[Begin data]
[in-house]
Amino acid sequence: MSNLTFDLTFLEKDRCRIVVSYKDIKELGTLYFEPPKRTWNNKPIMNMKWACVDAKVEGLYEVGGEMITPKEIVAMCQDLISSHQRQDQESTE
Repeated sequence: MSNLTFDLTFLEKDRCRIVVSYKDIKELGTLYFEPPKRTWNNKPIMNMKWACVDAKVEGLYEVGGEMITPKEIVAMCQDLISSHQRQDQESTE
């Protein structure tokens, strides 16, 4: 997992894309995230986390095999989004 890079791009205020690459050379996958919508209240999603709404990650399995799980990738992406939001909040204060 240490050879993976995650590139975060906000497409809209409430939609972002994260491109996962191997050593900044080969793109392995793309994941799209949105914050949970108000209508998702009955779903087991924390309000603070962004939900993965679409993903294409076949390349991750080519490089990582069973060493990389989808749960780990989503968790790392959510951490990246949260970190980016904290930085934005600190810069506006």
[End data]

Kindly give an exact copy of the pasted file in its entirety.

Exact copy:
[in-house]
Amino acid sequence: MSNLTFDLTFLEKDRCRIVVSYKDIKELGTLYFEPPKRTWNNKPIMNMKWACVDAKVEGLYEVGGEMITPKEIVAMCQDLISSHQRQDQESTE
Repeated sequence: MSNLTFDLTFLEKDRCRIVVSYKDIKELGTLYFEPPKRTWNNKPIMNMKWACVDAKVEGLYEVGGEMITPKEIVAMCQDLISSHQRQDQESTE
């Protein structure tokens, strides 16, 4: 997992894309995230986390095999989004 890079791009205020690459050379996958919508209240999603709404990650399995799980990738992406939001909040204060 240490050879993976995650590139975060906000497409809209409430939609972002994260491109996962191997050593900044080969793109392995793309994941799209949105914050949970108000209508998702009955779903087991924390309000603070962004939900993965679409993903294409076949390349991750080519490089990582069973060493990389989808749960780990989503968790790392959510951490990246949260970190980016904290930085934005600190810069506006």